Speaker 1: Meanwhile, the fastest, like the Kia EV six here are talking even faster, charging like 18 minutes to an 80% charge. That’s if you can find a DC fast charging station that’s got enough power to max out it’s 233 [00:04:00] kilowatt maximum charging rate, but that’s a whole different conversation. Pair that with around 230 to 310 miles of range depending on the spec chosen excellent performance across the entire range, and a fairly affordable starting price of around 42,600 bucks or more like 50 2006 for our EV six wind all-wheel drive tech package sweet spot here. And it’s no wonder that this is my personal favorite EV that you can buy today. Other members of the 200 plus kilowatt fast [00:04:30] charging club include Hyundai’s numbered ionic models in the Genesis GV 60, both of which are underpinned by the same platform as the EV six, as well as Audi’s e-Tron, GT and Porsche’s Tycon.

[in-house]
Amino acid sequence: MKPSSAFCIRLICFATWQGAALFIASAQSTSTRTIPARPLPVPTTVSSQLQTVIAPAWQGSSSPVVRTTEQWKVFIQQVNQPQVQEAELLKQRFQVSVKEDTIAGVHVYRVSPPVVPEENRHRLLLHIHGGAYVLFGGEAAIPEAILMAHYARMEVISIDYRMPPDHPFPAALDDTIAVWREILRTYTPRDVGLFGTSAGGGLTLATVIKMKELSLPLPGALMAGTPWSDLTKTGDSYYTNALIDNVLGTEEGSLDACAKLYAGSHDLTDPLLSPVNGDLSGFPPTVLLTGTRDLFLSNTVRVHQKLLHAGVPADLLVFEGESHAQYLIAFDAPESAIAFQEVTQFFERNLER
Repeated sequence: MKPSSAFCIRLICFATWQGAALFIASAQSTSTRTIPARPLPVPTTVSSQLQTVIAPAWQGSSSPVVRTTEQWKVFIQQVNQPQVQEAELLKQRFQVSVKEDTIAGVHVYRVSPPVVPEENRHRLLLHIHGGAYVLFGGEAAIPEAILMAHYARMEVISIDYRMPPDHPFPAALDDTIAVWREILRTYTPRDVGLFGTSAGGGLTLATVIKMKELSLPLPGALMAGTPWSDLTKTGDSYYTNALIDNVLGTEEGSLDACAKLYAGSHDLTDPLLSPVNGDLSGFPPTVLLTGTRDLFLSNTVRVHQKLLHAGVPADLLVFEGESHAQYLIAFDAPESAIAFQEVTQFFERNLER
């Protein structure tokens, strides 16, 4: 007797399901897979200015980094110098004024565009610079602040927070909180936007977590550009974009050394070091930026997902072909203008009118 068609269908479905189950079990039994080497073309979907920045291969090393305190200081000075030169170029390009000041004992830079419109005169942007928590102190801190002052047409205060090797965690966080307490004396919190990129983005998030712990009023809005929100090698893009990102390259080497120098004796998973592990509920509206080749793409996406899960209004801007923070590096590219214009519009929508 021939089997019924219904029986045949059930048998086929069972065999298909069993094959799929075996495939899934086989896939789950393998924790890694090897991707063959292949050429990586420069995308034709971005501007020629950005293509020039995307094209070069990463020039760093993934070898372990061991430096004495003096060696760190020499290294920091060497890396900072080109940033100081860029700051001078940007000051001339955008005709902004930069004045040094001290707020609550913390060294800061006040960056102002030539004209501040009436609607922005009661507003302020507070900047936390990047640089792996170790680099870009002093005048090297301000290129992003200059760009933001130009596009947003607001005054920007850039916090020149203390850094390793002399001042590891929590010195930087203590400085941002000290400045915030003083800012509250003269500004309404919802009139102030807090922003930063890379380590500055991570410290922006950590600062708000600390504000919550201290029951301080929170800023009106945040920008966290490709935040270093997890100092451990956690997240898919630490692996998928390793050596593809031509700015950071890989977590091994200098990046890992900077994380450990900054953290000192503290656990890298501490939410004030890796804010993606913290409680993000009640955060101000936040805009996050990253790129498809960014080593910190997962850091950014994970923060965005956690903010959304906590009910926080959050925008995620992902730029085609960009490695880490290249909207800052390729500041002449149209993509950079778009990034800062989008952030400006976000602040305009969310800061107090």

Speaker 1: Now, within the same class, EVs are generally more expensive than their combustion powered counterparts, which you should keep in mind when shopping. But you should also keep in mind any incentives both federal and state, that your EV may qualify, which could help even the playing field and make a big impact on the bottom line. For [00:05:00] example, the KIA here doesn’t qualify for the $7,500 federal EV tax credit, but something like the Volkswagen ID four does, and that could make a big impact on which decision you end up making. This can be a bit of a moving target as models gain and then lose and regain qualification for incentives with changing legislation and supply chains. And we keep an updated list of all the cars that qualify over on cnet.com,